Lucky few

Injuries are part of the reality of running. We put an extraordinary amount of hurt on ourselves through hard training and it is very hard over time to get it right all of the time and stay healthy. A lot of the runners I know have laundry lists of various injuries, niggles and problems that they have faced over the year. Back when I was a basketball player, I seemed to be constantly battling something- three stress fractures then a debilitating back injury that ultimately forced me to quit playing all together. As a runner, one might assume that I would face similar issues and struggles.

But injuries have not been a big part of my reality over the past 7 years since I ran my first marathon. In the past 5 years, since I started ultrarunning, I have only had one injury that was of real concern and I was back on my feet and running in less than 10 days. I am one of the lucky few.

I am in fact injured right now. I have been diagnosed with retrocalcaneal bursitis, possibly triggered by my epic trail crash two weeks ago that landed me in the ER with stitches in my arm. I may have thrown off my left side and gotten everything out of whack. For the past week, I have been unable to run, unable really even to walk without severe pain and a "hiccup in my giddyup" as someone so cleverly put it.

I have not sat back and done nothing to fix this. I have charged at it with a team of doctors, PT and massage therapists to rid myself of this as quickly and permanently possible. Medicine, ice, rest, taping, massage, ART, graston, stim, ultrasound. If I can't run, I will use that time to heal. Yes it is frustrating, yes I have cried and been a crazy person (sanity was not easy to come by while on the steroids my doctor prescribed). I have been killing myself in workouts in the pool (doing pool running) and dripping with sweat in the garage on my bike trainer. I feel like I am doing everything I can to get better.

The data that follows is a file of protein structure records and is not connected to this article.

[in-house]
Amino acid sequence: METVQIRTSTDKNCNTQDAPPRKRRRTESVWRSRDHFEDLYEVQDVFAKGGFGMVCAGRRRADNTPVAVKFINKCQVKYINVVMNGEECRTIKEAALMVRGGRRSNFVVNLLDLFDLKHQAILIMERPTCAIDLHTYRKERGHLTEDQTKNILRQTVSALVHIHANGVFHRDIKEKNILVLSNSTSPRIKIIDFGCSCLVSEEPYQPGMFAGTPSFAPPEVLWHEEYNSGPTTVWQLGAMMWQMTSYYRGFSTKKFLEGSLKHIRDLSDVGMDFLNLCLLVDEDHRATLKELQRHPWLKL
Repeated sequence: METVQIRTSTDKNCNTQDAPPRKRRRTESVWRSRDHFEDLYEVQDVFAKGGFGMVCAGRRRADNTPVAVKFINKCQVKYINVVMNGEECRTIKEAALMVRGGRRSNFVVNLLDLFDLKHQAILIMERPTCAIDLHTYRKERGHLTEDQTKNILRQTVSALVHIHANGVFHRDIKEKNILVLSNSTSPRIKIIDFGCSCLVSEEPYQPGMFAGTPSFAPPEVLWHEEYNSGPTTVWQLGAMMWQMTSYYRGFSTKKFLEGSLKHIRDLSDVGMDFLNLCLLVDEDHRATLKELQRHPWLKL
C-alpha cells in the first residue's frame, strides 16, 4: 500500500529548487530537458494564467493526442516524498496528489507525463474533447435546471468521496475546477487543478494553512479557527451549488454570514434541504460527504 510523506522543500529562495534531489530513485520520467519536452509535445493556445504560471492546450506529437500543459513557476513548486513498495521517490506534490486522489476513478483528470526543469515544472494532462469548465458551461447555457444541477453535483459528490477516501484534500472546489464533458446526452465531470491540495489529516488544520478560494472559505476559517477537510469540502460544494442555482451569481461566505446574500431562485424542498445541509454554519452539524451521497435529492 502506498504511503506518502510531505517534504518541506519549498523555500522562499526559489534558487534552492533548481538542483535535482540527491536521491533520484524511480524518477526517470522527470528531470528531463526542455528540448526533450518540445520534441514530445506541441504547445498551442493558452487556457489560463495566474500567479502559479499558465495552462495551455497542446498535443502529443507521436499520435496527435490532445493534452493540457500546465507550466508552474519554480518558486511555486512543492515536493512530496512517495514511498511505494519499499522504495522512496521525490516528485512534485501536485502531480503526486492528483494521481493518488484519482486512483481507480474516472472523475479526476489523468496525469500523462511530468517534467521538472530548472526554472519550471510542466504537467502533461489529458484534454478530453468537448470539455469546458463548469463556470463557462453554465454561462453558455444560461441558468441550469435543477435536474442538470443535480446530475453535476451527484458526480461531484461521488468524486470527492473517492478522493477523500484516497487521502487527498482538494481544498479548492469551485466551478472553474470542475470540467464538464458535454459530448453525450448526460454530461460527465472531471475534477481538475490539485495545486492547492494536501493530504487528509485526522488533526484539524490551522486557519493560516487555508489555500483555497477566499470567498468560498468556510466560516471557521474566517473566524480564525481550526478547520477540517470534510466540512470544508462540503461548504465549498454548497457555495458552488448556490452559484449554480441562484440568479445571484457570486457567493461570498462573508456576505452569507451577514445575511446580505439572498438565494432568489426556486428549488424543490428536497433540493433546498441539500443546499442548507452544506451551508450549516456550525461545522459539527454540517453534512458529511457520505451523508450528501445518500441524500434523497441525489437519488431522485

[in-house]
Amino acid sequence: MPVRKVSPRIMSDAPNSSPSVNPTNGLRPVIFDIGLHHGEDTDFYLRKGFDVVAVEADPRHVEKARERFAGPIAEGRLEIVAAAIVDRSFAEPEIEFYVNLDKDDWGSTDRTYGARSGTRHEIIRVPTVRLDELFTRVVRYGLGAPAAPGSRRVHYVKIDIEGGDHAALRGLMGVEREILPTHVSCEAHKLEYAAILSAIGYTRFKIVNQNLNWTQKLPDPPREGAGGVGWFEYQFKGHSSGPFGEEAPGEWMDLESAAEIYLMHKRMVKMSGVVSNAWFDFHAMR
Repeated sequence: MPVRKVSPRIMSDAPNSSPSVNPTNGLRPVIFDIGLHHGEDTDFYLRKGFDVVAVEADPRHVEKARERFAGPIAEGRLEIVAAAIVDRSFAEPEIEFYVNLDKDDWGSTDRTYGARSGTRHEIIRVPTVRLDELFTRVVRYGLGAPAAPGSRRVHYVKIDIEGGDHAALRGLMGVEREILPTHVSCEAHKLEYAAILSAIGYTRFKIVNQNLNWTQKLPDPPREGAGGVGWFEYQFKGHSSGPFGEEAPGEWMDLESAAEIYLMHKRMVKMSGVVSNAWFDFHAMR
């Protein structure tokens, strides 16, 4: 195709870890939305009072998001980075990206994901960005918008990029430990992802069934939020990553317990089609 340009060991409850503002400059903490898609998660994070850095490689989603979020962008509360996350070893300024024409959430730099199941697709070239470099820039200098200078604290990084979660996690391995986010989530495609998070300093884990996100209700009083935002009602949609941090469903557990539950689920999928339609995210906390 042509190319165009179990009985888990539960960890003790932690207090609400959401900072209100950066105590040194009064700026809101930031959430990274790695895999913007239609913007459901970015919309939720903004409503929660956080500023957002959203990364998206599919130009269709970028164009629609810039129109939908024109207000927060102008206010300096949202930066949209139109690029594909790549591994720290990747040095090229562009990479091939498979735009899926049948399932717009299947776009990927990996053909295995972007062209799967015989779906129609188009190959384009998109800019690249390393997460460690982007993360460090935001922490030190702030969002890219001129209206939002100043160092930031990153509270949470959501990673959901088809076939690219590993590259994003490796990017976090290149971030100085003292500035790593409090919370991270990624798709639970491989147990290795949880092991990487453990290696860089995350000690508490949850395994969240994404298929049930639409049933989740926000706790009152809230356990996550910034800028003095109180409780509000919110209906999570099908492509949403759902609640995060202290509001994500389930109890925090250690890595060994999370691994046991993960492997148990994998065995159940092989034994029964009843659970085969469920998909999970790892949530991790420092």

I am a bit disappointed that I will likely not be able to run worry free on our wedding day in just 9 days. It is becoming decreasingly likely that I will toe the line in Chicago and go after the low 2:30 I was ready for. And still I feel lucky. This is not old hat for me, this is a new situation for me to be in. I have no idea how long this injury will take to clear up and I am still learning how best to handle it, but I am thankful that I have gone this long without anything quite so serious. 

I look forward to when I can run pain free again and really understand how vital running healthy is to my entire life. For now, I will do my little pool running laps with my floaty and dream about the day I am free again to run for miles and miles and miles.

And to catch you up on everything else.... pictures from all of the madness from the past month!
Our new rental in San Anslemo!

Fun training run at Crystal Springs 20 miler.

Getting licensed to wed.
MHBB coffee purveyor tastings